I will never let that happen again. At Olark every employee does a bi-weekly rotation on support, from the CEO to the most junior engineer, we’ve ingrained our culture with a call to serve our customers.
“Customer Service Isn’t Just A Department!” - Tony Hsieh, CEO Zappos
Rome wasn’t built in a day, and Netherweb didn’t die in a day either, in fact when we as founders stopped paying attention to support, Netherweb was still a growing company. We learned so much through failure.
Netherweb was run as a 4 hour workweek company long before Tim Ferriss coined the term. One night a week Kevin and I accompanied by one of our friends (usually Alpha) would head out to the office and hack late into the night. In those days we pumped most of our revenue back into the company so on the days we worked in the office instead of paying ourselves an hourly wage we would go out for a really nice company sponsored dinner. Taking our friends out to a nicer dinner after a day of hard work was much more appreciated than the equivalent salary, and much more fun. In my experience fringe benefits are almost always valued at more than their cash equivalent. Understanding how to hack reward systems to make your team happy is just part of the fun of running a company.
We learned also how to hack code.
In web hosting three things are important: uptime, speed, and customer service. When you are running a web hosting company on the side, the first thing you’ll realize is that you have to do a lot of customer service when the servers go down or are slow. If you can keep things fast, and the servers on, you won’t need to do as much customer support. If you can make it so that your customers can order your service and be setup instantly, you can make money in your sleep.
Netherweb was one of the first companies to launch a clustered hosting solution; we were too dumb to know how to market this effectively, but by hosting our customers sites across multiple servers we were able to eliminate downtime, deal with busy sites, and never have to wake up in the middle of night when a server went down.
We were also one of the first companies to completely automate the web hosting order process. Our customers could signup for web hosting, buy a plan, and be live on a server in minutes -- believe it or not it used to take days for a some web hosts to create a new account.
In retrospect, we were much more intrigued by the technology and building a cool product than we were with running a business. It’s as if the primary purpose of the business was to enable us to play around with cool technology, rather than provide our customers with a service. I still love playing around with cool technology to build awesome products, although now the awesomeness of the product is a function of how much our customers love it, rather than it’s technical coolness.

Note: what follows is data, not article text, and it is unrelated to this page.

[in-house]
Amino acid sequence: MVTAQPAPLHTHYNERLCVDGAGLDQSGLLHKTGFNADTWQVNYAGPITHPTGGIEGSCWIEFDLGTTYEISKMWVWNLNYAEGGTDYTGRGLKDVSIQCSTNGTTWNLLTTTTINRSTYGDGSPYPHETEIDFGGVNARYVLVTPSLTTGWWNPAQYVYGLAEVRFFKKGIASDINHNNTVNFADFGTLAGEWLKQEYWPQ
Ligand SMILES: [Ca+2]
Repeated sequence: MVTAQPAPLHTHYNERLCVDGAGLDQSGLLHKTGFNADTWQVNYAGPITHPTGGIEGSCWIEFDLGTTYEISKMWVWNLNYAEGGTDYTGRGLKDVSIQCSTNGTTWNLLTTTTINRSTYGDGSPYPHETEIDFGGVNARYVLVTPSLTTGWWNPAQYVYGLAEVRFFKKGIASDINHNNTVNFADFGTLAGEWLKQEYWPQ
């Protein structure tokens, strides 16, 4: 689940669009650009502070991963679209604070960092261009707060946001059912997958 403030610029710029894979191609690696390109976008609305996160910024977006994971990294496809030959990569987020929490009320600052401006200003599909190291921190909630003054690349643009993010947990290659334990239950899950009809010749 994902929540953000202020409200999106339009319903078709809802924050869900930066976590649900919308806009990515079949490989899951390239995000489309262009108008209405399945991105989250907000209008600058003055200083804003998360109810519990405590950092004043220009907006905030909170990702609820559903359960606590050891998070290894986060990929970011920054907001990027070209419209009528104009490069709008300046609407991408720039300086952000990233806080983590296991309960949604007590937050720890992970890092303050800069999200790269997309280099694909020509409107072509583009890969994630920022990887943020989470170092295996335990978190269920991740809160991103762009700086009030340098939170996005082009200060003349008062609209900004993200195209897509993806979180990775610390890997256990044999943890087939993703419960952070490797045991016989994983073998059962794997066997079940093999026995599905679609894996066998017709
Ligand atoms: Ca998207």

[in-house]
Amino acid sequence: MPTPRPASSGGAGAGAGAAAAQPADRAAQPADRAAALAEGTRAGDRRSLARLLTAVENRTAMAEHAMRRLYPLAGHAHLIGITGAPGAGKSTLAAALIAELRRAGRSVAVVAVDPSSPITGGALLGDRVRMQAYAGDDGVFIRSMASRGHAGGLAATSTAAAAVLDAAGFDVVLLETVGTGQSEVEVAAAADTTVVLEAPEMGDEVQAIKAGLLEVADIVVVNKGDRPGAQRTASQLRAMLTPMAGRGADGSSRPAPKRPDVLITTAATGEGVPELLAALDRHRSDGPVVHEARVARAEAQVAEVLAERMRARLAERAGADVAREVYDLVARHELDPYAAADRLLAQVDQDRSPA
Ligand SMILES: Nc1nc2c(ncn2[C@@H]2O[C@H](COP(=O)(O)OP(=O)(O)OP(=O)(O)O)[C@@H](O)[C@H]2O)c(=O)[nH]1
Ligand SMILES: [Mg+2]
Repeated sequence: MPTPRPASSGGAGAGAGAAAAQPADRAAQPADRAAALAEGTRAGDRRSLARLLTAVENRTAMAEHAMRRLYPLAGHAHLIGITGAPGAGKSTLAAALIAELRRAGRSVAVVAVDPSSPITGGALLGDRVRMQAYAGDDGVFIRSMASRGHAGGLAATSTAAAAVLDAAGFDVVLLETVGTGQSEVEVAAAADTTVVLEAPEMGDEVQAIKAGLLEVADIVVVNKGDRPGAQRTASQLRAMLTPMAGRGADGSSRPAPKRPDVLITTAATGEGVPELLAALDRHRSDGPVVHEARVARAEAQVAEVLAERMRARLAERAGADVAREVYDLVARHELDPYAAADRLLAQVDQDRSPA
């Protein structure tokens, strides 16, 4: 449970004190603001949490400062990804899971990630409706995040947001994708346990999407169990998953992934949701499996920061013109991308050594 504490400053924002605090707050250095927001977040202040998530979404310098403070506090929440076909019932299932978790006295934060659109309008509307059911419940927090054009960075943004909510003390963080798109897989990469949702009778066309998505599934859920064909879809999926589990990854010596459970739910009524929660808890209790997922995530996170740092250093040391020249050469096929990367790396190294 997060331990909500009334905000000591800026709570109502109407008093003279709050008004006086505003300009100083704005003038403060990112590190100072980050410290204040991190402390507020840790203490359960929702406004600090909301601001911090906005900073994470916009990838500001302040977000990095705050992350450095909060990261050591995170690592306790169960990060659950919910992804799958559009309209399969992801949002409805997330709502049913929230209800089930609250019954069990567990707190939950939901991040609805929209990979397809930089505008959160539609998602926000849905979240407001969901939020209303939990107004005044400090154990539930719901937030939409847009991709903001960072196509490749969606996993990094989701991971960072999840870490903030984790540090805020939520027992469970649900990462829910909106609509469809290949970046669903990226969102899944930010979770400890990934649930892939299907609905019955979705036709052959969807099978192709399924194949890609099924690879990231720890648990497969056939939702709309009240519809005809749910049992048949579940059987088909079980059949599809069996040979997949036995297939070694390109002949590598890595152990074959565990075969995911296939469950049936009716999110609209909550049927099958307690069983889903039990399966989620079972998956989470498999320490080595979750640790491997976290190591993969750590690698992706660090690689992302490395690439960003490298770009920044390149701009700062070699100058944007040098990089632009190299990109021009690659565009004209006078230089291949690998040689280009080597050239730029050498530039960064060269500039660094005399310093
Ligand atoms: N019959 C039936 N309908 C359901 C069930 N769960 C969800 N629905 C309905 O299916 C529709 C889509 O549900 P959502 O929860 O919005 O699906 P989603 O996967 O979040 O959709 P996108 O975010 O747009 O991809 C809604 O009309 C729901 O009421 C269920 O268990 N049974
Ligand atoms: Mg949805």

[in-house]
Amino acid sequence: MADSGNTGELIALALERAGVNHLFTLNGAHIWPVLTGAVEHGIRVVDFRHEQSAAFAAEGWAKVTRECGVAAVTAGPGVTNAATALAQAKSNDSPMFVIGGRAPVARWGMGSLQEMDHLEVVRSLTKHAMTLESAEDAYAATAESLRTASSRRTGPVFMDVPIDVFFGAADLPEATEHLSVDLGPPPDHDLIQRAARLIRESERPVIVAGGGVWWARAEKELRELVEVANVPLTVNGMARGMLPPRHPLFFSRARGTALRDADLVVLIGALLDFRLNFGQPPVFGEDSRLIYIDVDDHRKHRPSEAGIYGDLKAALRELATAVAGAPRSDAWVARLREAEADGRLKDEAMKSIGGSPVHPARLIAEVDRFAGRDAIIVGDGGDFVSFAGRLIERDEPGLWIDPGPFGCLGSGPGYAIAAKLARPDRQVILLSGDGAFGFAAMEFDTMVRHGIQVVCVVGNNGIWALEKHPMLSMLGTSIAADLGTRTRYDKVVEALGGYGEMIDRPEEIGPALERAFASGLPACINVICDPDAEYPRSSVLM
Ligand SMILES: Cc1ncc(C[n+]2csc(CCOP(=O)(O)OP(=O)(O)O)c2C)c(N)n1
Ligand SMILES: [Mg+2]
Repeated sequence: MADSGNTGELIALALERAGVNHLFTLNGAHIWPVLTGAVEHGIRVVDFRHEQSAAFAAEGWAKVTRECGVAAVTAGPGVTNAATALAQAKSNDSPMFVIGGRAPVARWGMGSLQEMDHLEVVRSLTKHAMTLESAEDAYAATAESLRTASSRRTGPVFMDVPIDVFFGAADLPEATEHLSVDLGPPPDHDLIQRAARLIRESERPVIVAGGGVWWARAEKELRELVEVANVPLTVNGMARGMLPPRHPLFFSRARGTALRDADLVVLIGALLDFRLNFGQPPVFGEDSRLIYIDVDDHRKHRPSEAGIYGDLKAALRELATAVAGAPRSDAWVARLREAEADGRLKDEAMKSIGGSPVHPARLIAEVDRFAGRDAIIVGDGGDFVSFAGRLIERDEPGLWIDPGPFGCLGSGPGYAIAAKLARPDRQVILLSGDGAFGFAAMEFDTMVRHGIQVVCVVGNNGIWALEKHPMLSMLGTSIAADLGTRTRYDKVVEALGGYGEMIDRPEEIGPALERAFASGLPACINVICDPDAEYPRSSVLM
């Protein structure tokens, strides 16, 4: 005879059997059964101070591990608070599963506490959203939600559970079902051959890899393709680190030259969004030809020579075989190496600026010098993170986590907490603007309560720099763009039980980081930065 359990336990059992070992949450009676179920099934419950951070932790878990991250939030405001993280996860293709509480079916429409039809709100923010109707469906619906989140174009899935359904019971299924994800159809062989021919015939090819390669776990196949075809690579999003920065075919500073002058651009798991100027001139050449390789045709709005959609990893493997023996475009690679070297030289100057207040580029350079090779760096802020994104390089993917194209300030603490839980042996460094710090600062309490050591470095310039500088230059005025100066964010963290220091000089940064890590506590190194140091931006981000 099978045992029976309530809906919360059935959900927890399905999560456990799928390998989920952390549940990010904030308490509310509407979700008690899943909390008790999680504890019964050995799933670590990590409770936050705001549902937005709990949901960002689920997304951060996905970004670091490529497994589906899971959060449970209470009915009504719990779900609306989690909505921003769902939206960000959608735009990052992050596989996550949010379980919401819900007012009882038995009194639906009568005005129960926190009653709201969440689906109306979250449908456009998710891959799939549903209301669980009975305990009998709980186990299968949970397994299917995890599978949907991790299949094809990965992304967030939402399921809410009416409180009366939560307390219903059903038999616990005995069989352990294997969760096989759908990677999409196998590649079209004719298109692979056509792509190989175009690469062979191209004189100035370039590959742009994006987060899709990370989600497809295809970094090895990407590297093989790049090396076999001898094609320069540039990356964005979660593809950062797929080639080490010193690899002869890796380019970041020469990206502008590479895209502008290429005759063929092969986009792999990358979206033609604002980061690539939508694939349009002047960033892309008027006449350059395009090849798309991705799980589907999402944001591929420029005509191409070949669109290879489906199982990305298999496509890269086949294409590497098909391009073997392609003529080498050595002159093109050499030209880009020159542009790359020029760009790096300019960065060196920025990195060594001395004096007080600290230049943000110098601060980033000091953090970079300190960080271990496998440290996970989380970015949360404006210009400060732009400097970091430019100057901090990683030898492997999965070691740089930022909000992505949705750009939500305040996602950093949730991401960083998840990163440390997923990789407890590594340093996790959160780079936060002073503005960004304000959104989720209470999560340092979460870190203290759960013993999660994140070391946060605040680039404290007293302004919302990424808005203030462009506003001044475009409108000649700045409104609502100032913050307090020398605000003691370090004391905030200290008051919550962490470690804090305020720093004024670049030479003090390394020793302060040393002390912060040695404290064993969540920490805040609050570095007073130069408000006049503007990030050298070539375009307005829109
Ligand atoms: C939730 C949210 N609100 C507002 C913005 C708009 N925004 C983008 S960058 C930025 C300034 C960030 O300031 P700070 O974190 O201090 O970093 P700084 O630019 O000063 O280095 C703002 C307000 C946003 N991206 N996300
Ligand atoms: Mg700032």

Even while serving thousands of customers we never fully committed to Netherweb. It was a fun summer job, a great learning experience, a good story, but it always was just something we did on the side while pursuing other goals. We sold Netherweb in December of 2008 to avoid making the same mistake for our current venture, Olark.
Roland and I founded Olark Live Chat from the ashes of Netherweb, adding Matt and Zach as early founders to help us build the new company. From the beginning we committed much more to Olark than we ever did to Netherweb -- where Netherweb was do or do school work, Olark was do or get a real job. Where Netherweb one of many juggled ideas Olark has become the one idea, Olark has become the vehicle for fulfilling my motivations.
If there is anything to learn from this, it’s that you can get pretty far working on something part-time, but it’s only once you fully commit to it that you will know where it can take you. I love my wife. I love my life. I love my job. I love building a great product that customers love. I love building a great company where each and every team member has the flexibility and freedom to do what they love, with ownership over the fruits of their labor. I love building a company that delivers happiness to our employees, our customers, and our customer’s customers. I love continuously learning from both from success and failure to iterate, improve, and try again. I love creating a company where I want to work.
The freedom and direction to create my path and choose my direction while making the world a better place, is my sappy reason for doing what I do.